No question, Latinos have fared better in the job market recently. Despite the recession and the jobless recovery, their employment has surged by 27% since 1999, to 17.4 million last year, according to the Bureau of Labor Statistics (charts). Meanwhile, the number of employed blacks fell by 400,000 over this period, to 14.7 million. True, the Hispanic jobless rate has climbed two percentage points since its 2000 low, to 7.7% last year. That's because Latinos have entered the labor force to look for work at a faster pace than jobs have become available. Of course, Hispanics are highly diverse, so the total stat masks the 10% jobless rate for Puerto Rican men, for example, vs. a 6% rate for Cuban men, who tend to have more education. Still, black joblessness not only has been higher than the Latino average for years but has also jumped more: three percentage points since 2000, to 10.8% last year.
Why such differences, even though there are roughly the same number of blacks and Hispanics in the U.S.? Chalk most of it up to the several hundred thousand Latinos pouring into the U.S. every year, mostly from Mexico. While many head for neighborhoods where they know someone, others have no established roots and are freer to chase jobs from California to North Carolina.
Hispanics are also more likely to work in industries that have defied economic malaise, including agriculture, construction, and services such as laundry and landscaping. Construction has added 670,000 jobs in the past three years as builders kept pace with booming demand. Fully 12.5% of employed Hispanics work in construction, while only 4.7% of blacks do.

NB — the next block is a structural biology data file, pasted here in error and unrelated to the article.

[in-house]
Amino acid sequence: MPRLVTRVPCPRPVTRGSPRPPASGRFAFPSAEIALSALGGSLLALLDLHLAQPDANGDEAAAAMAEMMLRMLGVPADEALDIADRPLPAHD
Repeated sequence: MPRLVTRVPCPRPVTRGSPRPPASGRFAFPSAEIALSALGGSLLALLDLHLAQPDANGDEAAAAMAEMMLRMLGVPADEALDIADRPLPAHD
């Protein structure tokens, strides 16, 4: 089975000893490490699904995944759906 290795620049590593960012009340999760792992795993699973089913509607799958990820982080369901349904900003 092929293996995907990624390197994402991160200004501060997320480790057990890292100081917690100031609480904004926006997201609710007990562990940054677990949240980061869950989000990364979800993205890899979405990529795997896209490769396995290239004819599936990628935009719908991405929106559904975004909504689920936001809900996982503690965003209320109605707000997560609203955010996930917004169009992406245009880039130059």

Meanwhile, blacks have a long history of disproportionate employment in manufacturing, finance, and government -- all hit hard in recent years. Over 10% work in manufacturing, which shed nearly 1 million jobs in the past year. While 13% of Latinos work in factories, too, blacks are focused in much harder-hit durable goods such as cars, steel, and electronics. So they suffered factory-job losses of almost 500,000 since December, 2000, while Latinos, who tend to work in less affected industries, such as food processing, lost only 65,000 factory posts.
Latinos' willingness to work for less pay may play a role in their faster hiring rate, too. At $440, the average weekly earnings of Hispanics are nearly 15% less than what blacks make and 31% less than whites. A lot of that reflects Hispanics' lower educational levels. More-educated blacks have walked away from the $9 an hour offered to entry-level workers by Canyon Fireplace in Anaheim, Calif. But Hispanics "take it and run," says owner Robert D. Lewis. The outcome: More Latinos than blacks are rising with the employment tide. By Roger O. Crockett in Chicago